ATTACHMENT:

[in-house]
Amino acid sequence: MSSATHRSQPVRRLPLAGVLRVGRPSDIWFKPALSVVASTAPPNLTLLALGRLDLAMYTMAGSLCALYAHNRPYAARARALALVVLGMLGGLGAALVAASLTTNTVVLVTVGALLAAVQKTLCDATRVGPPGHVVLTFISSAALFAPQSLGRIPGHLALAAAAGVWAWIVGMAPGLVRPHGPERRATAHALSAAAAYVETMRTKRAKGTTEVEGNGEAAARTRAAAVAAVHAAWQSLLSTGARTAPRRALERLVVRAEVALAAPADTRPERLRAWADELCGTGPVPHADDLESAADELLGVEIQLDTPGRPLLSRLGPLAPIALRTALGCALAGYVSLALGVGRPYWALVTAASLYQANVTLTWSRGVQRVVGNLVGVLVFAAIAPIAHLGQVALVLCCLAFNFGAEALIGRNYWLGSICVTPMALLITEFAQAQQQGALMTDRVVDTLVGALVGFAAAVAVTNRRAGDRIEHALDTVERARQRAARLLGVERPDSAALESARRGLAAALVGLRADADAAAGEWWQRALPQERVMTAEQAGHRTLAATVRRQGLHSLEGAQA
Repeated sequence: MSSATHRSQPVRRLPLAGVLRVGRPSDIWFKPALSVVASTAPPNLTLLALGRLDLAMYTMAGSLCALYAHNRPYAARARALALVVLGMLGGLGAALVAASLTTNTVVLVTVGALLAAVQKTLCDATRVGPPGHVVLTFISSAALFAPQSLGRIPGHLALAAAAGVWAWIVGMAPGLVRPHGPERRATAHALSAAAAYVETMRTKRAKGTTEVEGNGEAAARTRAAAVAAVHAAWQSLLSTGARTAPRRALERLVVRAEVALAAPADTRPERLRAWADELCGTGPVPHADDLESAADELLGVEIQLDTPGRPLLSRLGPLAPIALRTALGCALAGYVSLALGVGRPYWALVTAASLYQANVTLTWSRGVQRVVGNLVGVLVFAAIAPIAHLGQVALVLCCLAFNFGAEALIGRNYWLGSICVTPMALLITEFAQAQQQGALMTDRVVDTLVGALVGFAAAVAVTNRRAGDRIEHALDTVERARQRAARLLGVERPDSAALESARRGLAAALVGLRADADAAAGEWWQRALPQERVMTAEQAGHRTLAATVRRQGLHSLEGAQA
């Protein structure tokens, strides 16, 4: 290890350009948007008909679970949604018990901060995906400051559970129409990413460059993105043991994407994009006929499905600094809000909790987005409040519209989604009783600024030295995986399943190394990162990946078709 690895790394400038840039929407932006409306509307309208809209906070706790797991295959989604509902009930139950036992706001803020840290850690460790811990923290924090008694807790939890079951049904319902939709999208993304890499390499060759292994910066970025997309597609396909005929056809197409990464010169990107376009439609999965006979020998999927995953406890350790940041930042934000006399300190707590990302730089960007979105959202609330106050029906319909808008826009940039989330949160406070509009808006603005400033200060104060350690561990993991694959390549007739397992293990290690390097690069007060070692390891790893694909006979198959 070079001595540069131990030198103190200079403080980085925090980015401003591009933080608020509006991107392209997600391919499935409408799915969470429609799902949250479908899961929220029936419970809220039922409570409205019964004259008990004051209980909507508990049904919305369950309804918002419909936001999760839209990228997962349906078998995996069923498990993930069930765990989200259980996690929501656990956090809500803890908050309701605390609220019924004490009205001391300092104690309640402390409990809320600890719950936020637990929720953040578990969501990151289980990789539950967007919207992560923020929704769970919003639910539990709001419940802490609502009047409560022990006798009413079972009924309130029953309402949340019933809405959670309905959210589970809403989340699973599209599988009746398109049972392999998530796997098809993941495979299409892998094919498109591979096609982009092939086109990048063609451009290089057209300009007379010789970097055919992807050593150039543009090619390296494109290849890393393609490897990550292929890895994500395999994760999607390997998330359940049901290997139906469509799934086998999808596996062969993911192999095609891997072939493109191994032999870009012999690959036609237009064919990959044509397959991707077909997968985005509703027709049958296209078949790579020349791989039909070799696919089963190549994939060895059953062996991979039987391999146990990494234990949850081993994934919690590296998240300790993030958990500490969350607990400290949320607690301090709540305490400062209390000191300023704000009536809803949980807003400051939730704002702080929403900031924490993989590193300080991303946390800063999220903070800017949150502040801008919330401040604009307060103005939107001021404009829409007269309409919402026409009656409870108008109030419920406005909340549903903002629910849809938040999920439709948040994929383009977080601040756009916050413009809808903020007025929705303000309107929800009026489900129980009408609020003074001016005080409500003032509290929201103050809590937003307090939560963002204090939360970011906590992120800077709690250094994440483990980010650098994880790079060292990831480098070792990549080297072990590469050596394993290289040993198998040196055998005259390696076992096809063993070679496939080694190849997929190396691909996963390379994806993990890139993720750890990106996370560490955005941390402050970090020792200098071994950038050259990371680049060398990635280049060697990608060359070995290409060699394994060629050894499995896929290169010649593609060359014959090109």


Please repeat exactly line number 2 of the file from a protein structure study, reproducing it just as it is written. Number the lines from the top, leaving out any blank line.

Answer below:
Amino acid sequence: MSSATHRSQPVRRLPLAGVLRVGRPSDIWFKPALSVVASTAPPNLTLLALGRLDLAMYTMAGSLCALYAHNRPYAARARALALVVLGMLGGLGAALVAASLTTNTVVLVTVGALLAAVQKTLCDATRVGPPGHVVLTFISSAALFAPQSLGRIPGHLALAAAAGVWAWIVGMAPGLVRPHGPERRATAHALSAAAAYVETMRTKRAKGTTEVEGNGEAAARTRAAAVAAVHAAWQSLLSTGARTAPRRALERLVVRAEVALAAPADTRPERLRAWADELCGTGPVPHADDLESAADELLGVEIQLDTPGRPLLSRLGPLAPIALRTALGCALAGYVSLALGVGRPYWALVTAASLYQANVTLTWSRGVQRVVGNLVGVLVFAAIAPIAHLGQVALVLCCLAFNFGAEALIGRNYWLGSICVTPMALLITEFAQAQQQGALMTDRVVDTLVGALVGFAAAVAVTNRRAGDRIEHALDTVERARQRAARLLGVERPDSAALESARRGLAAALVGLRADADAAAGEWWQRALPQERVMTAEQAGHRTLAATVRRQGLHSLEGAQA